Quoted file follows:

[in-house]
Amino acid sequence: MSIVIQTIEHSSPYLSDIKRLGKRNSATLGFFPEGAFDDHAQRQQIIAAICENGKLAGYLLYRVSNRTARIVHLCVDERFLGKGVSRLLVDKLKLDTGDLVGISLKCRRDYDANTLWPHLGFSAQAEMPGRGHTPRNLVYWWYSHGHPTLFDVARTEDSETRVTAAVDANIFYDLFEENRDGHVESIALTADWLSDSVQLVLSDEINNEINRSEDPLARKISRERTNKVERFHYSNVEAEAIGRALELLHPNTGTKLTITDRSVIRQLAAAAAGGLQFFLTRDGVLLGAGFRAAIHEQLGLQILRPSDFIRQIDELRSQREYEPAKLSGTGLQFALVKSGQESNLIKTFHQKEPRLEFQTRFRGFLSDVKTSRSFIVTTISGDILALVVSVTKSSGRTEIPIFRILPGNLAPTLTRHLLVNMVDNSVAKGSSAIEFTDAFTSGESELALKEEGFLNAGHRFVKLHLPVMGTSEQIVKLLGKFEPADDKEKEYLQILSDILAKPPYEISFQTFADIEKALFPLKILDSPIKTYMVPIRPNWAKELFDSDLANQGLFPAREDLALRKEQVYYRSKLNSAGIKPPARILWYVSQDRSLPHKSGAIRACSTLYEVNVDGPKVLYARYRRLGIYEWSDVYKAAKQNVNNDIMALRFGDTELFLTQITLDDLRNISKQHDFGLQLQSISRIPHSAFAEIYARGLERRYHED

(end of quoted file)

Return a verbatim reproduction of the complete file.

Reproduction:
[in-house]
Amino acid sequence: MSIVIQTIEHSSPYLSDIKRLGKRNSATLGFFPEGAFDDHAQRQQIIAAICENGKLAGYLLYRVSNRTARIVHLCVDERFLGKGVSRLLVDKLKLDTGDLVGISLKCRRDYDANTLWPHLGFSAQAEMPGRGHTPRNLVYWWYSHGHPTLFDVARTEDSETRVTAAVDANIFYDLFEENRDGHVESIALTADWLSDSVQLVLSDEINNEINRSEDPLARKISRERTNKVERFHYSNVEAEAIGRALELLHPNTGTKLTITDRSVIRQLAAAAAGGLQFFLTRDGVLLGAGFRAAIHEQLGLQILRPSDFIRQIDELRSQREYEPAKLSGTGLQFALVKSGQESNLIKTFHQKEPRLEFQTRFRGFLSDVKTSRSFIVTTISGDILALVVSVTKSSGRTEIPIFRILPGNLAPTLTRHLLVNMVDNSVAKGSSAIEFTDAFTSGESELALKEEGFLNAGHRFVKLHLPVMGTSEQIVKLLGKFEPADDKEKEYLQILSDILAKPPYEISFQTFADIEKALFPLKILDSPIKTYMVPIRPNWAKELFDSDLANQGLFPAREDLALRKEQVYYRSKLNSAGIKPPARILWYVSQDRSLPHKSGAIRACSTLYEVNVDGPKVLYARYRRLGIYEWSDVYKAAKQNVNNDIMALRFGDTELFLTQITLDDLRNISKQHDFGLQLQSISRIPHSAFAEIYARGLERRYHED